Re: Realistic responses to DMARC

Theodore Ts'o <> Sun, 18 December 2016 06:59 UTC

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Date: Sun, 18 Dec 2016 01:59:05 -0500
From: Theodore Ts'o <>
To: John R Levine <>
Subject: Re: Realistic responses to DMARC
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On Sun, Dec 18, 2016 at 01:04:14AM -0500, John R Levine wrote:
> Yes, those are the only choices at this point.
> > I can think of one major open source project (namely, the Linux
> > kernel) which has refused to do either.
> I'm reasonably sure you're mistaken here.  Don't they rewrite From: headers?

Nope, doesn't rewrite from headers.  An example of a
recent e-mail I received from the linux-fsdevel maliing list:

    Date: Tue, 6 Dec 2016 23:53:57 +0100
    From: David Gstir <>
  , David Gstir <>
    Subject: [PATCH v2 5/6] fscrypt: Delay bounce page pool allocation until needed
    X-Mailer: git-send-email 2.10.1
The fact that the from field is not rewritten is *IMPORTANT* because
rewriting the from field would break the "git am" command[1], since it
uses the From: field to fill in the git commit's from field, and it
would be sad if all of the git commits had an authorship of or  :-)


This is what allows the above mail headers to result in a git commit
which looks like this when applied using "git am":

commit f32d7ac20a5864483c1f96e4970daa083e18bfd1
Author:     David Gstir <>
AuthorDate: Tue Dec 6 23:53:57 2016 +0100
Commit:     Theodore Ts'o <>
CommitDate: Sun Dec 11 16:33:11 2016 -0500

    fscrypt: Delay bounce page pool allocation until needed


I will note that at least some people with addresses
have reported *not* having DMARC problems when using mailing lists at, despite the fact that has a dmarc p=REJECT
policy.  I can only guess (from external observation; I haven't looked
at any of the gmail anti-spam algorithms, nor do I have any interest
in looking at them) that even a DMARC p=reject is probably only
resulting in a very high spam score, but using either machine learning
or a manual setting, mail from (with perhaps certain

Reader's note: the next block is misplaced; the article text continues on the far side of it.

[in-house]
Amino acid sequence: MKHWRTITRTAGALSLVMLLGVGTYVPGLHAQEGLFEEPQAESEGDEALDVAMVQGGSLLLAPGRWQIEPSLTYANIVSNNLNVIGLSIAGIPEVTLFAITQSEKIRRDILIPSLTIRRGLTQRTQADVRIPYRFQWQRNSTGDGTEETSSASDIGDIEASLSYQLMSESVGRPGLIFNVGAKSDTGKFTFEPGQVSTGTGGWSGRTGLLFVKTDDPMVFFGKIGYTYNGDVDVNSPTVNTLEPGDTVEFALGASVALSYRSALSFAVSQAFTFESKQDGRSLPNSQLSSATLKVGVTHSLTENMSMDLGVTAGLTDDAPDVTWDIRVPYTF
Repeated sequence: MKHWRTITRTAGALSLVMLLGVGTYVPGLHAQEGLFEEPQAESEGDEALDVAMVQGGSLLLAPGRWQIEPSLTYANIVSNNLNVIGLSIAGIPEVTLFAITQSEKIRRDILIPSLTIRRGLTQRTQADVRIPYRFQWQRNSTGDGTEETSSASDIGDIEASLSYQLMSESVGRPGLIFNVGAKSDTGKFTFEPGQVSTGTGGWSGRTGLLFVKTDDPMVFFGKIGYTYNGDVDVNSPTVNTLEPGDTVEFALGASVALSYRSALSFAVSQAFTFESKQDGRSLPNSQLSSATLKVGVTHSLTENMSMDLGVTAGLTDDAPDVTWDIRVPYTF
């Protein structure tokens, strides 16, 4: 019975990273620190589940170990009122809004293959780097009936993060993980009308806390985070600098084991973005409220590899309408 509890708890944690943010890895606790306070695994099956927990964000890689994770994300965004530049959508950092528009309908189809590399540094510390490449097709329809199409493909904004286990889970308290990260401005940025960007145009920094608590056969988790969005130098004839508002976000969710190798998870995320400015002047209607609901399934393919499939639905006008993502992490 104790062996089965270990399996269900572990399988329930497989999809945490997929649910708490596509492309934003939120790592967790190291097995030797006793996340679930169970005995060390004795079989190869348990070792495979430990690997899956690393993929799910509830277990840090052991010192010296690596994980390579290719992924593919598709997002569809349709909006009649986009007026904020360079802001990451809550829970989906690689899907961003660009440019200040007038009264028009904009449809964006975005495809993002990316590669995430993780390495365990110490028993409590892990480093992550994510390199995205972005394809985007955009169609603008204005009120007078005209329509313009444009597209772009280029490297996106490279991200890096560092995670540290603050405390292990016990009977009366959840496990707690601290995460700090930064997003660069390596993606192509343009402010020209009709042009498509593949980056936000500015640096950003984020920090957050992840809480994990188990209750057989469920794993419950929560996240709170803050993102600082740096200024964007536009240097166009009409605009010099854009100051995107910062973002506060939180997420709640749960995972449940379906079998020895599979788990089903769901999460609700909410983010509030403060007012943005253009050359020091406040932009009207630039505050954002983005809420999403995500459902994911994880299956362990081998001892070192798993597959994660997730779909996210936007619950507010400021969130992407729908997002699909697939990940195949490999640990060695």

text features from the body of the e-mail very clearly not offering
the sale of pharmaceuticals or making money fast) is given a
sufficiently high score to offset the p=reject score.  And so
apparently mail sent from via a mailing
list, is apparently still reaching, even though has a p=reject policy, and even though purports
to honor the DMARC spec.

Which brings up something interesting/important about DMARC --- what's
important is not just the DMARC policy of the sender's domain, but
also how the recipient domain is handling the DMARC policy.  It's
pretty clear that some recipient domains are not following the DMARC
specification strictly with respect to rejecting p=reject e-mail addresses.
So while mail sent by a sender who's domain has a p=reject via a mailing list might get accepted by a recipient at, it might not be accepted by a recipient at ---
and that bounce might cause the recipient to get
automatically unsubscribed from the mailing list.

But that's probably fine, because no there are very few developers
using (and probably up to a billion fewer now :-).  And so
as we can see, even honoring DMARC policies can cause mailing list
participants pain; it's not just sending from p=reject domains that
cause pain in terms of possibly unreceived e-mail (and possibly
bumping people in the first category off the list due to
auto-unsubscription policies).

Therefore, a developer-friendly mail service MUST NOT have a p=reject
or p=quarantee DMARC policy, and MUST also ignore DMARC policies on
the receiving end.  Fortunately, these mail services do exist, even if
they aren't the big, free consumer ones.


					- Ted